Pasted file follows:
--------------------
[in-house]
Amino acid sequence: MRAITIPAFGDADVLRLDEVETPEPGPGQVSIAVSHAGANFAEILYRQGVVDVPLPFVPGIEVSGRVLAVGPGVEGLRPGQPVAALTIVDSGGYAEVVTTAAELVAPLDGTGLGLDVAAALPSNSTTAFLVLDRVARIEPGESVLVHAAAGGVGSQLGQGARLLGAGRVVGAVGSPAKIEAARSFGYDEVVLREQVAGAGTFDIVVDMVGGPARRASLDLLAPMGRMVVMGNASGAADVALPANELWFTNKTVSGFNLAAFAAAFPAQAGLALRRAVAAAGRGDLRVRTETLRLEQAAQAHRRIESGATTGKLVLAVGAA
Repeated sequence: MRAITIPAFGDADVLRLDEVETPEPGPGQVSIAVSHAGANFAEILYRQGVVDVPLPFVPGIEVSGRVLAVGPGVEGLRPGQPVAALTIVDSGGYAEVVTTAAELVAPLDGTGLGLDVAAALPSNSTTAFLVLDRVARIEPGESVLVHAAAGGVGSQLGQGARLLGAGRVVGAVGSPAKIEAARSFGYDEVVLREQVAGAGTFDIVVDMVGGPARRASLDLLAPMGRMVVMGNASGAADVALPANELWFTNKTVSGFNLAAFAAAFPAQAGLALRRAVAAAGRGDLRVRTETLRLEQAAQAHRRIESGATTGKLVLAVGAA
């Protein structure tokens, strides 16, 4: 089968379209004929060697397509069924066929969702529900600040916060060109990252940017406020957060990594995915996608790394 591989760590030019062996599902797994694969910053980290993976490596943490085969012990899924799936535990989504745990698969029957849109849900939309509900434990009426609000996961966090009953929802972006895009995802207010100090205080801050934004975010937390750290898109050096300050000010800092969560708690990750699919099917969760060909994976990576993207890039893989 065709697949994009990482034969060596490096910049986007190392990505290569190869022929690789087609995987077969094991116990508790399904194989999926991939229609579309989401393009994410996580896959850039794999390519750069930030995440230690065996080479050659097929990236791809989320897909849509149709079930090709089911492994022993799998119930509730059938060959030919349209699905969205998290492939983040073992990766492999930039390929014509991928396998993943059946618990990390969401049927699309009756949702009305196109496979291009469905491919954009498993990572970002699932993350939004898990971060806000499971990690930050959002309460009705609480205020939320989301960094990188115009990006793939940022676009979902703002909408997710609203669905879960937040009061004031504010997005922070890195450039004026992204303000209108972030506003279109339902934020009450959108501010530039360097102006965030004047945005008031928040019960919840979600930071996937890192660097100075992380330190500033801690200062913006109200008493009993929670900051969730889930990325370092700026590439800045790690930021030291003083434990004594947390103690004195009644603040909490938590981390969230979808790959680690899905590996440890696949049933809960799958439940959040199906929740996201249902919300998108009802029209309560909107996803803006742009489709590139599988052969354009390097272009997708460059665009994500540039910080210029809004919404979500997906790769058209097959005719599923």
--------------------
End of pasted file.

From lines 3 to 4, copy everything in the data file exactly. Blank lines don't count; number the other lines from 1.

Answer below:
Repeated sequence: MRAITIPAFGDADVLRLDEVETPEPGPGQVSIAVSHAGANFAEILYRQGVVDVPLPFVPGIEVSGRVLAVGPGVEGLRPGQPVAALTIVDSGGYAEVVTTAAELVAPLDGTGLGLDVAAALPSNSTTAFLVLDRVARIEPGESVLVHAAAGGVGSQLGQGARLLGAGRVVGAVGSPAKIEAARSFGYDEVVLREQVAGAGTFDIVVDMVGGPARRASLDLLAPMGRMVVMGNASGAADVALPANELWFTNKTVSGFNLAAFAAAFPAQAGLALRRAVAAAGRGDLRVRTETLRLEQAAQAHRRIESGATTGKLVLAVGAA
């Protein structure tokens, strides 16, 4: 089968379209004929060697397509069924066929969702529900600040916060060109990252940017406020957060990594995915996608790394 591989760590030019062996599902797994694969910053980290993976490596943490085969012990899924799936535990989504745990698969029957849109849900939309509900434990009426609000996961966090009953929802972006895009995802207010100090205080801050934004975010937390750290898109050096300050000010800092969560708690990750699919099917969760060909994976990576993207890039893989 065709697949994009990482034969060596490096910049986007190392990505290569190869022929690789087609995987077969094991116990508790399904194989999926991939229609579309989401393009994410996580896959850039794999390519750069930030995440230690065996080479050659097929990236791809989320897909849509149709079930090709089911492994022993799998119930509730059938060959030919349209699905969205998290492939983040073992990766492999930039390929014509991928396998993943059946618990990390969401049927699309009756949702009305196109496979291009469905491919954009498993990572970002699932993350939004898990971060806000499971990690930050959002309460009705609480205020939320989301960094990188115009990006793939940022676009979902703002909408997710609203669905879960937040009061004031504010997005922070890195450039004026992204303000209108972030506003279109339902934020009450959108501010530039360097102006965030004047945005008031928040019960919840979600930071996937890192660097100075992380330190500033801690200062913006109200008493009993929670900051969730889930990325370092700026590439800045790690930021030291003083434990004594947390103690004195009644603040909490938590981390969230979808790959680690899905590996440890696949049933809960799958439940959040199906929740996201249902919300998108009802029209309560909107996803803006742009489709590139599988052969354009390097272009997708460059665009994500540039910080210029809004919404979500997906790769058209097959005719599923």